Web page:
Leaders of more than one hundred countries took part in the U.S.-hosted Summit for Democracy in early December, seeking to spotlight efforts to confront authoritarianism, fight corruption, and promote human rights.
The outcome was mixed at best, say four experts writing for the Council of Councils global perspectives series, and the democratic struggles faced by the United States itself illustrated the steep challenges ahead. But many pointed to the symbolic importance of the event and the chance to achieve more meaningful results at a follow-up in person summit planned for next year.
During the 2020 presidential campaign, Democrat candidate Joe Biden ran on the premise that he would, if elected, restore a level of decency in U.S. politics, both at home and abroad. His proposal for a grand Summit of Democracies embodied his intent as president to rebuild the image and leadership of the United States in the world. This became even more urgent after the events of January 6, 2021.
The summit was a difficult sell, however. First, the perception of a deteriorating democracy in the United States endures in a general atmosphere of extremist resentment. President Biden’s approval ratings are in the low 40 percents, and his capacity to carry out a renewal of democracy has accordingly evaporated. Second, the selection of invited countries, determined by both their moral rectitude and U.S. regional interests, was problematic, redolent of situations in which economic sanctions applied by the U.S. government also happen to serve U.S. companies. Third, many allies were reluctant to be drawn into what could be read as a U.S.-led anti-China coalition. Jean-Yves Le Drian, French Foreign Affairs minister, said as much.
The Biden administration therefore downplayed the event, which received little media coverage in Europe. Indeed, a few days after the summit, it is difficult to comment on concrete results. Working groups have been announced, the achievements of which we shall see at the summit’s second edition, hopefully “in real life,” next year.
Summits are a great way to promote an idea and reinforce the image of a country. Branding was also at the core of President Emmanuel Macron’s Paris Peace Forum, which hosted its fourth edition this past November. If they are perceived as empty rhetoric, however, the result in terms of public relations will be poor. This does not mean that democracies should not react to the rise in authoritarianism, corruption, and attacks on human rights. The strategy should instead be to reassure voters at home that the end of the world is not upon them, both in reality (fewer inequalities and less disruption) and in their perception (less rage and insanity in national conversation, which means better regulation of internet content). Biden’s Build Back Better plan would serve the former, and the upcoming European Digital Market Act and Digital Services Act would serve the latter. And perhaps the working groups will be able to deliver efficient measures next year.
From the beginning of his candidacy, President Joe Biden promised to give high priority to the fight to protect democracies around the globe. In the first year of his presidency, he vowed in the pages of Foreign Affairs to convene a global summit to rally the world’s democracies to a renewed commitment to their founding principles.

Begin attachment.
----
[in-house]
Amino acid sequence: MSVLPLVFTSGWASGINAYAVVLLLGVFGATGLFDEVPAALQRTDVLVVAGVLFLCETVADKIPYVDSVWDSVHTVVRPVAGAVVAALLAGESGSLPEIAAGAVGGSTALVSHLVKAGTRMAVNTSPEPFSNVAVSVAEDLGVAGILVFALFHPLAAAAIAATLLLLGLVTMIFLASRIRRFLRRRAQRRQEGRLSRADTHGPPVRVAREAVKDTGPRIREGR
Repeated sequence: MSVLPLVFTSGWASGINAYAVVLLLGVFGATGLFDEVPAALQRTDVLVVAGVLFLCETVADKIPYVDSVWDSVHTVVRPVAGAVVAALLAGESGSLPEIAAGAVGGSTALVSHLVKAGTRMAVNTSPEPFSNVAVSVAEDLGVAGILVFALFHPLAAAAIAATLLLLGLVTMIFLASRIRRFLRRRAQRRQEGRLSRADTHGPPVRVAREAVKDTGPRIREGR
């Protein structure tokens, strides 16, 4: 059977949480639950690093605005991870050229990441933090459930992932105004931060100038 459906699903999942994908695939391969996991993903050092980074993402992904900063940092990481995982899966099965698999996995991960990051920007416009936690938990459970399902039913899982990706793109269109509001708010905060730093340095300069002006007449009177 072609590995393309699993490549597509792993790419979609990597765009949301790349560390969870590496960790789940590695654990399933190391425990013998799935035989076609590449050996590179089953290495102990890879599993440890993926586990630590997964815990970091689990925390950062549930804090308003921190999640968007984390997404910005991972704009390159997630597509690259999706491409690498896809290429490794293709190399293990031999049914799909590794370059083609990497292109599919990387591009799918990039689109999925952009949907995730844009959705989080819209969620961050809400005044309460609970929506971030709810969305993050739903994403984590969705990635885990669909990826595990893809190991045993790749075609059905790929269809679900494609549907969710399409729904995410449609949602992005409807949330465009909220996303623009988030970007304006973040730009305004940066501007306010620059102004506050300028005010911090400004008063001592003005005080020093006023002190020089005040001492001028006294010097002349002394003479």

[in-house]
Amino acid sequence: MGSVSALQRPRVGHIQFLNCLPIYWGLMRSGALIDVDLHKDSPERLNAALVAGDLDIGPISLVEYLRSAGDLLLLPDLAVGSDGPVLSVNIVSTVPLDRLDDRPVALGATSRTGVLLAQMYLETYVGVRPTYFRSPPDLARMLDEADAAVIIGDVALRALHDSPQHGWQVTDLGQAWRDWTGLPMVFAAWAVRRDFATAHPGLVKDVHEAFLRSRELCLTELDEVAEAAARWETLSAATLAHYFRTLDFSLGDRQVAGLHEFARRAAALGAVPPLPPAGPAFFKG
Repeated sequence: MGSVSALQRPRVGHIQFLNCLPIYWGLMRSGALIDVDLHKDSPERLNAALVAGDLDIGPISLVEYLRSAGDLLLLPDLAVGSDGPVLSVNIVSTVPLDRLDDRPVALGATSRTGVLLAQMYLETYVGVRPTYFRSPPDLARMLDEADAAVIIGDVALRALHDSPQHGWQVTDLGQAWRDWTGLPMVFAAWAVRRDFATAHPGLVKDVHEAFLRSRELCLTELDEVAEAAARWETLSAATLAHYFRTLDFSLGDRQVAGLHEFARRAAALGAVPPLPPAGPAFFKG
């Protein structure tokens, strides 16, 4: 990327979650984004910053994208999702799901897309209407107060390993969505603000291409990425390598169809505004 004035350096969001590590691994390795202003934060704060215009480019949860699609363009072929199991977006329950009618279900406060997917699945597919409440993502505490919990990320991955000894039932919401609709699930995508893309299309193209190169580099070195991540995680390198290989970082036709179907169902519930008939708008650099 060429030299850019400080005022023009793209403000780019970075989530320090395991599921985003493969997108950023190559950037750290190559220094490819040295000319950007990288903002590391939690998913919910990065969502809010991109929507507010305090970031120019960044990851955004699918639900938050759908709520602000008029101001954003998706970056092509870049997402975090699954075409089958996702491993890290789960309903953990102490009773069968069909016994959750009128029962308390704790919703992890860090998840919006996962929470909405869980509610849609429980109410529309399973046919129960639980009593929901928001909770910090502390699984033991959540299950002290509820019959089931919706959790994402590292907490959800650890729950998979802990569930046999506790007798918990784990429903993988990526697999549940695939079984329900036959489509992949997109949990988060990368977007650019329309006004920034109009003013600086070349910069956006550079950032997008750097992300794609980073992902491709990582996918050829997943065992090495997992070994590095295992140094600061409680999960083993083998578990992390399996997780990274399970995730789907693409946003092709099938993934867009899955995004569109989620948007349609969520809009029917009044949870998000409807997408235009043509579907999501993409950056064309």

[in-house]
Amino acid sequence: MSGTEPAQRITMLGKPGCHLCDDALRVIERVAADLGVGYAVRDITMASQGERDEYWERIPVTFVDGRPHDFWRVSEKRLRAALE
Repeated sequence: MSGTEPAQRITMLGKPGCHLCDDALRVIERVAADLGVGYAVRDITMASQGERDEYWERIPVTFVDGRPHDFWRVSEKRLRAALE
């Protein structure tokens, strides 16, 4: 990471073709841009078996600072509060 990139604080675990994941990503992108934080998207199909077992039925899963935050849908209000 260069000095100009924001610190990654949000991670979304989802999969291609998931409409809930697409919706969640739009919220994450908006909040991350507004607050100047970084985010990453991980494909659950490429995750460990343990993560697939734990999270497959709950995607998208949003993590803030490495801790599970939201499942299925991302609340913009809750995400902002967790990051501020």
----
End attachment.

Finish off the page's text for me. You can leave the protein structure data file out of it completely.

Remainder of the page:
The minute Biden was elected, critics began to worry that the idea for the summit was simultaneously a great campaign promise and a terrible idea. What, they feared, could such a summit actually accomplish? Worse, by what principle could America ensure that some of the world’s most populous democracies (such as Brazil and India) were invited yet some of the world’s most rapidly backsliding democracies (such as Brazil and India) were not.
In the end, the Summit for Democracy was a deeply ambivalent product of these contradictions. After years of America’s being ruled by a president who often seemed to prefer dictators to democrats, it was a relief to see the country’s commitment to democratic values reaffirmed with—albeit virtual—pomp and circumstance. The need to present at least a few substantive promises at the summit pushed the Biden administration into making sensible commitments in the fight for clean elections and against corruption. The summit was not as embarrassing as its most outspoken detractors had feared.
Yet the summit also laid bare the severe limitations of the Biden administration’s strategy on protecting democracy. For all of the noble sentiments and sensible commitments, nothing said or done at the summit looked as though it could remotely be enough to turn the tide in the fight between democracy and autocracy that Biden has so often invoked. Thus the clearest lesson of the summit is a disheartening one: to rise to the stakes of this moment, the United States will need to go well beyond what even a president who genuinely cares about the fate of global democracy is currently willing to countenance.
President Joe Biden’s Democracy Summit came at a critical juncture in Africa’s democracy and democratization trajectory, when these processes face some of their greatest threats and challenges yet. After more than twenty years of progress on many fronts—elections, human rights, constitutional rule, and economic growth—many countries have not only plunged deep into conflict, terrorism, poverty, despair, constitutional infractions, overthrow, and instability, but also raised doubts about the efficacy and potency of democracy as a guarantor of good governance, prosperity, and security. Erosion and reversal of (the gains of) democracy remain distinct possibilities. The situation is made worse by the tragedy of failing and impoverished states barely able to discharge the basic obligations of statehood, governance, and security, as well as by uncertainties and recessions generated by global shocks and the COVID-19 pandemic.